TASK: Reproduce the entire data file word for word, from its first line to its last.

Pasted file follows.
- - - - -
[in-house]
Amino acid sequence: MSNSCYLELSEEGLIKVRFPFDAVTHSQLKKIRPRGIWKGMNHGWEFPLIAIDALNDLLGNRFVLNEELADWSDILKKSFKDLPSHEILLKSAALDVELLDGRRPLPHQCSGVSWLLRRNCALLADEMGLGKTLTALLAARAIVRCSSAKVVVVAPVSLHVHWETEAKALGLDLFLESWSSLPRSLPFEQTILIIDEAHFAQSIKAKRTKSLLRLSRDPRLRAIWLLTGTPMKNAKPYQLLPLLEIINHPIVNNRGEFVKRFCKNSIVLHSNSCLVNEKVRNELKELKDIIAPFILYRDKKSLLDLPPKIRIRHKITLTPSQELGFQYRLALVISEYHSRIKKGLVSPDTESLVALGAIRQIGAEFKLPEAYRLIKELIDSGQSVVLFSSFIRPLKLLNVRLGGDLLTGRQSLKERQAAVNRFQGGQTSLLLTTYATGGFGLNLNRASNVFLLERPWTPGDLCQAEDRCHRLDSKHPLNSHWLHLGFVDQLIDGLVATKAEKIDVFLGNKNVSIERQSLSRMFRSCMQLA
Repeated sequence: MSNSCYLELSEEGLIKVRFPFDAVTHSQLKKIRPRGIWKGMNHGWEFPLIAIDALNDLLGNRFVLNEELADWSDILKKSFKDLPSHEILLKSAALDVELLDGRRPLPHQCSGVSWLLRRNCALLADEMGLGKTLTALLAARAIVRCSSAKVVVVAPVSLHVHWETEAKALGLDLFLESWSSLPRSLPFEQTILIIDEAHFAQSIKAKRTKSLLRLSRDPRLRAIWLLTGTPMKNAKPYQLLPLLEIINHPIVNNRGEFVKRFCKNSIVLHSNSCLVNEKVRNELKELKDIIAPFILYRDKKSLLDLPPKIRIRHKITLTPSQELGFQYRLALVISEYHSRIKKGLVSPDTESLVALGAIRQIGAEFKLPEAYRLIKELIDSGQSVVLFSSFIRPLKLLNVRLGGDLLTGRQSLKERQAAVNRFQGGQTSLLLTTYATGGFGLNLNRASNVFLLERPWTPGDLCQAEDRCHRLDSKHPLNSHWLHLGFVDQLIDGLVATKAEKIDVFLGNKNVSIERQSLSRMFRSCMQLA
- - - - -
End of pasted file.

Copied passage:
[in-house]
Amino acid sequence: MSNSCYLELSEEGLIKVRFPFDAVTHSQLKKIRPRGIWKGMNHGWEFPLIAIDALNDLLGNRFVLNEELADWSDILKKSFKDLPSHEILLKSAALDVELLDGRRPLPHQCSGVSWLLRRNCALLADEMGLGKTLTALLAARAIVRCSSAKVVVVAPVSLHVHWETEAKALGLDLFLESWSSLPRSLPFEQTILIIDEAHFAQSIKAKRTKSLLRLSRDPRLRAIWLLTGTPMKNAKPYQLLPLLEIINHPIVNNRGEFVKRFCKNSIVLHSNSCLVNEKVRNELKELKDIIAPFILYRDKKSLLDLPPKIRIRHKITLTPSQELGFQYRLALVISEYHSRIKKGLVSPDTESLVALGAIRQIGAEFKLPEAYRLIKELIDSGQSVVLFSSFIRPLKLLNVRLGGDLLTGRQSLKERQAAVNRFQGGQTSLLLTTYATGGFGLNLNRASNVFLLERPWTPGDLCQAEDRCHRLDSKHPLNSHWLHLGFVDQLIDGLVATKAEKIDVFLGNKNVSIERQSLSRMFRSCMQLA
Repeated sequence: MSNSCYLELSEEGLIKVRFPFDAVTHSQLKKIRPRGIWKGMNHGWEFPLIAIDALNDLLGNRFVLNEELADWSDILKKSFKDLPSHEILLKSAALDVELLDGRRPLPHQCSGVSWLLRRNCALLADEMGLGKTLTALLAARAIVRCSSAKVVVVAPVSLHVHWETEAKALGLDLFLESWSSLPRSLPFEQTILIIDEAHFAQSIKAKRTKSLLRLSRDPRLRAIWLLTGTPMKNAKPYQLLPLLEIINHPIVNNRGEFVKRFCKNSIVLHSNSCLVNEKVRNELKELKDIIAPFILYRDKKSLLDLPPKIRIRHKITLTPSQELGFQYRLALVISEYHSRIKKGLVSPDTESLVALGAIRQIGAEFKLPEAYRLIKELIDSGQSVVLFSSFIRPLKLLNVRLGGDLLTGRQSLKERQAAVNRFQGGQTSLLLTTYATGGFGLNLNRASNVFLLERPWTPGDLCQAEDRCHRLDSKHPLNSHWLHLGFVDQLIDGLVATKAEKIDVFLGNKNVSIERQSLSRMFRSCMQLA